Recommended Reading: Jennifer Stewart Miller’s A Fox Appears

A Fox Appears

My friend Emily sent me  A Fox Appears by Jennifer Stewart Miller, and I’m so grateful she did (thanks, Emily!). This is a small gem of a book, “a biography of a boy in haiku,” as the subtitle has it.

In six sections, the poet gives us glimpses of her son’s early life through haiku. Maybe you, like me, spent a fifth-grade unit on haiku, struggling to conjure up nature imagery and conform to the 5/7/5-syllable format (those pesky articles and conjunctions, am I right?). As it turns out, rules are meant to be broken; the charming folks at the Academy of American Poets tell us that in modern haiku-writing, while some formal elements may lapse, “the philosophy of haiku has been preserved: the focus on a brief moment in time; a use of provocative, colorful images; an ability to be read in one breath; and a sense of sudden enlightenment and illumination.”

IMG_6829That is exactly what I found in A Fox Appears. As Ms. Miller shows, the haiku is an ideal form (perhaps the ideal form) for evoking a parent’s perspective of the fleeting phases of early childhood. These poems are perfectly, unexpectedly descriptive; their simplicity enhances their perceptiveness.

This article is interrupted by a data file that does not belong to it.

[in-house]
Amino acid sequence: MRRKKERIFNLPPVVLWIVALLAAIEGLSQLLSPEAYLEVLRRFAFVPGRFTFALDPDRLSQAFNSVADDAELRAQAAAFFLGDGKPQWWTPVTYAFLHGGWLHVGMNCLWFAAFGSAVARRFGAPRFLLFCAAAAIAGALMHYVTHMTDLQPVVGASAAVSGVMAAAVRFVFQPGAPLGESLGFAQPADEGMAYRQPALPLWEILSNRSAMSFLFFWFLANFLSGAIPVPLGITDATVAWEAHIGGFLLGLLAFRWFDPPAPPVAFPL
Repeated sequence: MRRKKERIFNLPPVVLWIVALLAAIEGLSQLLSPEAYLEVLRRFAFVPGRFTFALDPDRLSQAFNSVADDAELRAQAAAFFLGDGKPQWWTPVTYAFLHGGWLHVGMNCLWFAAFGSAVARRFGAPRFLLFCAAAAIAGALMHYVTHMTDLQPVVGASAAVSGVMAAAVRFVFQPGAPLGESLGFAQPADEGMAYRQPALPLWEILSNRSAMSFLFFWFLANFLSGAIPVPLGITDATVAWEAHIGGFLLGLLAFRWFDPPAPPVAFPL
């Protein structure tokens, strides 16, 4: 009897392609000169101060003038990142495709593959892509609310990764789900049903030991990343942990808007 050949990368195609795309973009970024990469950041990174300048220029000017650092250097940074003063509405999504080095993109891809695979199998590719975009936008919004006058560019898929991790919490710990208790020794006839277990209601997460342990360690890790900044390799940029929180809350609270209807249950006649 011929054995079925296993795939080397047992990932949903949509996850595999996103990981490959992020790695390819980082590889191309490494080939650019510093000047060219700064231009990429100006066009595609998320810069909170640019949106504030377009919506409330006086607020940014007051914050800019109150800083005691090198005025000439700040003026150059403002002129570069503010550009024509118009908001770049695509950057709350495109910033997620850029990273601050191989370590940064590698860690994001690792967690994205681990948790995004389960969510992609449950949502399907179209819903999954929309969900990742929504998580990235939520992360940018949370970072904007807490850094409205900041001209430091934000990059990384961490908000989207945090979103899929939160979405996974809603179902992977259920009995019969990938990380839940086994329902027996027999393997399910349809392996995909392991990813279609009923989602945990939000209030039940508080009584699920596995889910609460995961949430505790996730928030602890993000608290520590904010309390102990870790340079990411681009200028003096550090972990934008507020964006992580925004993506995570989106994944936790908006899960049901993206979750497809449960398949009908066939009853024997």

Here are a few of my favorites (with apologies since the line indents won’t come through):

I stroke the sole
of your foot — small toes
flick open like a fan.

Tiny hands —
fiddlehead ferns
waiting to unfurl.

Patient as stone
you drop stones
in the sea.

The washing machine
empties your pockets —
acorns acorns.

Across a green field
a bluebird flew —
you were at school.

Lovely, aren’t they?

Cats, the moon, stones, and feathers appear throughout this slim volume, tying together the observations and giving us a sense of the passing of seasons and years. And I should note too that Franklin Einspruch’s beautiful black and white gouache artwork complements the poems very well. A Fox Appears is a beautiful volume, and recommended. Thank you Emily!

Have you ever written haiku? Do you have a favorite?

7 thoughts on “Recommended Reading: Jennifer Stewart Miller’s A Fox Appears

  1. Lovely. Although I must say, giving up discipline in haiku is like giving up school figures in ice skating. Form so often leads to beauty. Without form, beauty is chancier.

    • Well, in Japanese the sound units don’t necessarily match up to syllable count, so in one respect English haiku in the prescriptive 5-7-5 format already deviate from the original form.

  2. Pingback: Another Year in Books: Best of 2016 | Rosemary and Reading Glasses

What's on your mind? Leave a comment here.

Fill in your details below or click an icon to log in: Logo

You are commenting using your account. Log Out /  Change )

Twitter picture

You are commenting using your Twitter account. Log Out /  Change )

Facebook photo

You are commenting using your Facebook account. Log Out /  Change )

Connecting to %s